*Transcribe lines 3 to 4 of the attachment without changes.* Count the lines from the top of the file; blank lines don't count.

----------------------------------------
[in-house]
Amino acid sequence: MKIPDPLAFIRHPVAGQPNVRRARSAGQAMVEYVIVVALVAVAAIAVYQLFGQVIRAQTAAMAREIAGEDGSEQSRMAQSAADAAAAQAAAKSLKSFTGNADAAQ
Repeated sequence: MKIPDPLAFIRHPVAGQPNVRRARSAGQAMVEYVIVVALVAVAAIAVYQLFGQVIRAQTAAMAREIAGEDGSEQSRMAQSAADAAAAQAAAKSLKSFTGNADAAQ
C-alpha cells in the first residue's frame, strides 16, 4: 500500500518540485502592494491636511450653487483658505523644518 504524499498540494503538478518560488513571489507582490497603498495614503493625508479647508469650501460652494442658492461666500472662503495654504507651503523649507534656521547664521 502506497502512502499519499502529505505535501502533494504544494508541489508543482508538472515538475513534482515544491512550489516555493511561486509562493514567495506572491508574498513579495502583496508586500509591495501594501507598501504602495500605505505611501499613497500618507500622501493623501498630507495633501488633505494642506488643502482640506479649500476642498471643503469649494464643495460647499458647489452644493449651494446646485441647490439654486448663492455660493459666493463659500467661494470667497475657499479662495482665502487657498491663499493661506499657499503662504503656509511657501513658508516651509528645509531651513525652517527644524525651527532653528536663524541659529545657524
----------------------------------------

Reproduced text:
Repeated sequence: MKIPDPLAFIRHPVAGQPNVRRARSAGQAMVEYVIVVALVAVAAIAVYQLFGQVIRAQTAAMAREIAGEDGSEQSRMAQSAADAAAAQAAAKSLKSFTGNADAAQ
C-alpha cells in the first residue's frame, strides 16, 4: 500500500518540485502592494491636511450653487483658505523644518 504524499498540494503538478518560488513571489507582490497603498495614503493625508479647508469650501460652494442658492461666500472662503495654504507651503523649507534656521547664521 502506497502512502499519499502529505505535501502533494504544494508541489508543482508538472515538475513534482515544491512550489516555493511561486509562493514567495506572491508574498513579495502583496508586500509591495501594501507598501504602495500605505505611501499613497500618507500622501493623501498630507495633501488633505494642506488643502482640506479649500476642498471643503469649494464643495460647499458647489452644493449651494446646485441647490439654486448663492455660493459666493463659500467661494470667497475657499479662495482665502487657498491663499493661506499657499503662504503656509511657501513658508516651509528645509531651513525652517527644524525651527532653528536663524541659529545657524